Adams Papers
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To John Adams from John Jay, 18 August 1786

From John Jay

New York 18th: August 1786

Dr. Sir

I have the Honor of transmitting to you herewith enclosed, a Copy of a Report on the Case of the Brig Jane and Elizabeth of Portsmouth in New Hampshire seized by a british man of War at Barbadoes; together with Copies of the Papers on that Subject annexed to it.—1

The Conduct of the Captain of the Boreas as stated in these Papers appears very exceptionable, but unfortunately for the Brig, her Attempt to pass as a british Vessel by means of false Papers was equally so.—

This Business therefore must be submitted to your Discretion, for as on the one Hand it would be improper to support the Cause of the Brig further than it may appear just, so on the other it ought to be asserted as far as it may be right.—

The Owners doubtless have Correspondents in London who will probably apply to you on the Subject; and it is intended by this Report to leave you at perfect Liberty to give them such Advice and such official Countenance and Aid, as may appear to you to be proper.—2

With great and sincere Esteem and Regard / I am, Dr Sir, / Your most obt. & hble: Servt.

John Jay—

RC and enclosures (Adams Papers description begins Adams Family Correspondence, ed. L. H. Butterfield, Marc Friedlaender, Richard Alan Ryerson, Margaret A. Hogan, and others, Cambridge, 1963– . description ends ); internal address: “The Honorable John Adams Esquire / Minister Plenipoteny. of the United / States at the Court of London”; enclosure endorsed by WSS: “the Case of the Brigg / Jane & Elizabeth / inclosed in Letter of Augst. / 18th. 1786. from Mr. Jay.”

1There were four enclosures with this letter. The first, which Jay summarizes, comprised his 5 Aug. report to Congress on the case of the brig Jane and Elizabeth and Congress’ response of 8 Aug. (JCC description begins Journals of the Continental Congress, 1774–1789, ed. Worthington Chauncey Ford, Gaillard Hunt, John C. Fitzpatrick, Roscoe R. Hill, and others, Washington, D.C., 1904–1937; 34 vols. description ends , 31:501). The second was New Hampshire governor John Sullivan’s request that Congress consider the vessel’s seizure and take appropriate action. The third was a petition to Congress by James and William Sheafe requesting its interposition to obtain the return of their “property ravished from them by the hand of power.”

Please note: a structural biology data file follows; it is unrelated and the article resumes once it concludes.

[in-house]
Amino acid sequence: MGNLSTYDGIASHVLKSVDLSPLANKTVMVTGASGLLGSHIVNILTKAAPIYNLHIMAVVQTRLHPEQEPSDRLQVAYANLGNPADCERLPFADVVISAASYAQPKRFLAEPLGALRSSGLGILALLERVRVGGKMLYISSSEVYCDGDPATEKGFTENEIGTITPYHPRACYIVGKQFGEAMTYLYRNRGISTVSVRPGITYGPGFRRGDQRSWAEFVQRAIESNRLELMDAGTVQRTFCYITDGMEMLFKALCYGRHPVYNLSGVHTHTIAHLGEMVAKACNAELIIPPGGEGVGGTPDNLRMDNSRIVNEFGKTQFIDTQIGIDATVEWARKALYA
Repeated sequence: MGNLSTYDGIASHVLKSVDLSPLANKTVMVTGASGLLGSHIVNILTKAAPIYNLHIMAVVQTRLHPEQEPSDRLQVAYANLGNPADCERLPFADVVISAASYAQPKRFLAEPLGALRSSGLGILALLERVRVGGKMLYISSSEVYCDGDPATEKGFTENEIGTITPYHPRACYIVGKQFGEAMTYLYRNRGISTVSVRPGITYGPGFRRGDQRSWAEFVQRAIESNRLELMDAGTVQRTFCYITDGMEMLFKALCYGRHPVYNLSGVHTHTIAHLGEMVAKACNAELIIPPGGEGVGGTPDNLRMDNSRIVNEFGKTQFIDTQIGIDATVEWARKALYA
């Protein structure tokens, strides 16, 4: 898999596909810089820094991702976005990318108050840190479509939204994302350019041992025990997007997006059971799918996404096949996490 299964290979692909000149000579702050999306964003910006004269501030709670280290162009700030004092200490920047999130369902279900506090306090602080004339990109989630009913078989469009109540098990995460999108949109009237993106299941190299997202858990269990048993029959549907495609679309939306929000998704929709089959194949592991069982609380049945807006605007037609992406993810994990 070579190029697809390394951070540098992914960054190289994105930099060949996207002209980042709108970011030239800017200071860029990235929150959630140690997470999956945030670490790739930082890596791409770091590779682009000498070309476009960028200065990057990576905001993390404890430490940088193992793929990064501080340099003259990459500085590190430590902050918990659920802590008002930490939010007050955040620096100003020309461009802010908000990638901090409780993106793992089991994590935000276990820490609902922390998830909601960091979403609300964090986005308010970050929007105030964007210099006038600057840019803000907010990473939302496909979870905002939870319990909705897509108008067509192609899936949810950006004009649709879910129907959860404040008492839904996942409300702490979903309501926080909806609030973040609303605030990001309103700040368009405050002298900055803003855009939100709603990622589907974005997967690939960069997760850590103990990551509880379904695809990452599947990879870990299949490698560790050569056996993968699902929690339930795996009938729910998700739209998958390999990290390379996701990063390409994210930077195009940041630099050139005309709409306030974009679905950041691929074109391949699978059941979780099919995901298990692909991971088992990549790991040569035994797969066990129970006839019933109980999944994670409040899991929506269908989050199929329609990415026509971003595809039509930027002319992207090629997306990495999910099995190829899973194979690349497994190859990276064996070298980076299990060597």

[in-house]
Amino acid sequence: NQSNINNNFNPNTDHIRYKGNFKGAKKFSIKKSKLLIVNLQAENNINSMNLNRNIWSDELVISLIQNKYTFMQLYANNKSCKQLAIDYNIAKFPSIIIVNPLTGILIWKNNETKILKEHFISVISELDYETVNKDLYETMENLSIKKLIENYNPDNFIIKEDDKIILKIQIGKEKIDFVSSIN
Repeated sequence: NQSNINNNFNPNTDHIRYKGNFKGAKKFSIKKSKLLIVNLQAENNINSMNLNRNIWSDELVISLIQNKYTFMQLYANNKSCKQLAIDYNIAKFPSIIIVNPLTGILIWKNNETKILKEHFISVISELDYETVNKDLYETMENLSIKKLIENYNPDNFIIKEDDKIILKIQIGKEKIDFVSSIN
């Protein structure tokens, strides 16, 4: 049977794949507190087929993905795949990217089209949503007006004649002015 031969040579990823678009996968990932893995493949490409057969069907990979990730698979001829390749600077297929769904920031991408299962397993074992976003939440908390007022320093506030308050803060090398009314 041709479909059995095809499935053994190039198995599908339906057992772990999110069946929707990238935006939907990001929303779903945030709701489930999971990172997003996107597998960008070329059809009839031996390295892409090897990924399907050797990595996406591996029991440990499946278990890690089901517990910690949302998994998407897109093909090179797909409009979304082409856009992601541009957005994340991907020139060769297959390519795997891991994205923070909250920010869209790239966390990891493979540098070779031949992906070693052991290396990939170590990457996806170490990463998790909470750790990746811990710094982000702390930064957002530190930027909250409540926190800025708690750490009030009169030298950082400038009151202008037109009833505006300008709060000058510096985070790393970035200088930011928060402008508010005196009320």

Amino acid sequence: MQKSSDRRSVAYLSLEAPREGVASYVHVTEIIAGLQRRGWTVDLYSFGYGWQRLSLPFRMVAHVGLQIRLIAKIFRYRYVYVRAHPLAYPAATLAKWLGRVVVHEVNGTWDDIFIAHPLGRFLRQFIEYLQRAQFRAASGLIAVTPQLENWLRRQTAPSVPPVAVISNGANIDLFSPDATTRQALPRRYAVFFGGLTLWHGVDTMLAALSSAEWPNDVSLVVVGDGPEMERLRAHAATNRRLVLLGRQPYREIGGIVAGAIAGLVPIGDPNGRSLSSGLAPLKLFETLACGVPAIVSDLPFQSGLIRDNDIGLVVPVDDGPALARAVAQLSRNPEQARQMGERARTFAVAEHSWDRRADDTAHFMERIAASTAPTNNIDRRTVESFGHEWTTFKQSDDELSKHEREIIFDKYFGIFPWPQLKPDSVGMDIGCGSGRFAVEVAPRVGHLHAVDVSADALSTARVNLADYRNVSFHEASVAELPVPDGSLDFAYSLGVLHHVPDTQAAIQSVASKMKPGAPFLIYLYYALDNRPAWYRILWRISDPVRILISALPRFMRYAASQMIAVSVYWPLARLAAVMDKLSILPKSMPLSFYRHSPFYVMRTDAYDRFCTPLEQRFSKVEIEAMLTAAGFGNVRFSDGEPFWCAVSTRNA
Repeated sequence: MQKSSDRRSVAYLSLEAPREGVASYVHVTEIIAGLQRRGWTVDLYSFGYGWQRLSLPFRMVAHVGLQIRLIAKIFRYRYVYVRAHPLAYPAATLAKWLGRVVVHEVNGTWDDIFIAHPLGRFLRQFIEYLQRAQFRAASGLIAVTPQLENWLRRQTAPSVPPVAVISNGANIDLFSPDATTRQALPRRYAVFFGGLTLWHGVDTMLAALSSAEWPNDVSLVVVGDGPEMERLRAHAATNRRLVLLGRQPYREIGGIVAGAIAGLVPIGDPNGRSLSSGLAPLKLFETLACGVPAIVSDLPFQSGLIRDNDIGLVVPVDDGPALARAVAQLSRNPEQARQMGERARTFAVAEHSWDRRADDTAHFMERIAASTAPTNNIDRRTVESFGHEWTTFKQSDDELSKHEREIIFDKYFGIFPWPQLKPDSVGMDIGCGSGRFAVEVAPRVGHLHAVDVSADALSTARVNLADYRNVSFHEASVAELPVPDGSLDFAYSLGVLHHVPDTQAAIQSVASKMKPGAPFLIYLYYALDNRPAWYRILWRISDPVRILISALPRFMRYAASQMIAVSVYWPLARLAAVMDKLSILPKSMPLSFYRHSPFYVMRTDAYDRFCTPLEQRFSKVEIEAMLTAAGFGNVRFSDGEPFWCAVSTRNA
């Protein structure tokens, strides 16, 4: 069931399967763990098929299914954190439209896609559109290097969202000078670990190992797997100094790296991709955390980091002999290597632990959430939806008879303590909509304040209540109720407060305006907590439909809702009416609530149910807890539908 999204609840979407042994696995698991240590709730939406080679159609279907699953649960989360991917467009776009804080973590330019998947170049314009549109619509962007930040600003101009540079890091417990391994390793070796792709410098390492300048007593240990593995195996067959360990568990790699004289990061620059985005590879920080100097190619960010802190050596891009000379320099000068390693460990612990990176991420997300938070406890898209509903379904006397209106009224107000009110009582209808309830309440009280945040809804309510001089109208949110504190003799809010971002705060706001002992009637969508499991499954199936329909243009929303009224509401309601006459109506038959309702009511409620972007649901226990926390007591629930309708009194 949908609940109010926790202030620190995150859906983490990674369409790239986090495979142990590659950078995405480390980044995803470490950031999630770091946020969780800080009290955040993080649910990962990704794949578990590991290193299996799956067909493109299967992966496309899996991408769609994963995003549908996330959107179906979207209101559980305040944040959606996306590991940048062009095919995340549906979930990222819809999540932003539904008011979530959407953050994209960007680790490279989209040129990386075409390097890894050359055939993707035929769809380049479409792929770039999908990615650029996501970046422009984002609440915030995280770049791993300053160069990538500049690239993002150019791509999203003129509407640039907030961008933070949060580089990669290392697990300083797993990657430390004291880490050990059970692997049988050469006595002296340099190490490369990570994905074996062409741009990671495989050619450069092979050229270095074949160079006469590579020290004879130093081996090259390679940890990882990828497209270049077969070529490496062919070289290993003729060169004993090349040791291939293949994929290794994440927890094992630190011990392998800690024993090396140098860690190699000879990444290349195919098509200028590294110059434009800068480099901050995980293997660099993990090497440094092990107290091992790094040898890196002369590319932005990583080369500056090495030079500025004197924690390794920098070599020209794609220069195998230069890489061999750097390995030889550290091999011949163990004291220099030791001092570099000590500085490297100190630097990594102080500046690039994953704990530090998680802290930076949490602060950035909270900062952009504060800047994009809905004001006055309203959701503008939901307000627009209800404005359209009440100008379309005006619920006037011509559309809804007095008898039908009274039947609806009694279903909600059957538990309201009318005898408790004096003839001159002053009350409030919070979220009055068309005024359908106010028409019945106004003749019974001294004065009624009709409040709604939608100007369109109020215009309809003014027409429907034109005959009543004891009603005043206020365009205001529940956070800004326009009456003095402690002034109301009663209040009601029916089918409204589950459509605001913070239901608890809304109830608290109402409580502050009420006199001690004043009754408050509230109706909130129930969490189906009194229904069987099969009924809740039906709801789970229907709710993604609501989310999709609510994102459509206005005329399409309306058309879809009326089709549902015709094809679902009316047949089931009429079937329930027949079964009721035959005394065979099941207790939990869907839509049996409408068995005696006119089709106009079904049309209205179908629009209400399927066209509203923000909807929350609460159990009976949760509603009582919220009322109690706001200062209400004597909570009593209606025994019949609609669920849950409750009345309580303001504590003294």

These first three enclosures indicated that the Jane and Elizabeth, Capt. John Fraser, sailed from Portsmouth, N.H., on 9 Feb. with a cargo of lumber for Tobago and, in the course of the voyage, put into the island of Barbados. There, on suspicion of seeking to land the lumber under false papers in violation of the Navigation Act, the vessel was seized by Capt. Horatio Nelson, then commanding the 28-gun frigate Boreas. The fourth enclosure was a 16 March affidavit done at Barbados by Fraser, George Marshall, and Andrew Stavers, giving their account of the case.

A fifth document with this letter in the Adams Papers was clearly not an enclosure, and its source is unknown. It is a letter from James and William Sheafe to John Langdon, New Hampshire governor before and after Sullivan. It was written sometime after 18 Aug., maybe as late as 1788 when Langdon returned as governor, for the two men mentioned Jay’s letter to JA but indicate their decision not to pursue their case any further in British courts.

2JA apparently took no action regarding the Jane and Elizabeth until 21 Jan. 1788, just prior to his departure from England. Then, in a letter to the Marquis of Carmarthen of that date, he enclosed the documents received from Jay for the “Consideration of His Majestys Ministers” (PRO:FO 4, State Papers, vol. 6, f. 37–54). A docketing on JA’s letter indicates that the enclosures, which have not been found, were sent to the Admiralty on 25 January. But the case had been considered prior to JA’s presenting the matter to Carmarthen, for with his letter in the PRO are two reports by the Admiralty concerning the Jane and Elizabeth dated 2 Aug. 1786 and 5 July 1787. Both observed that the conduct of Nelson and the vice admiralty court at Barbados were irregular, but they did not recommend restoration of or compensation for the vessel.

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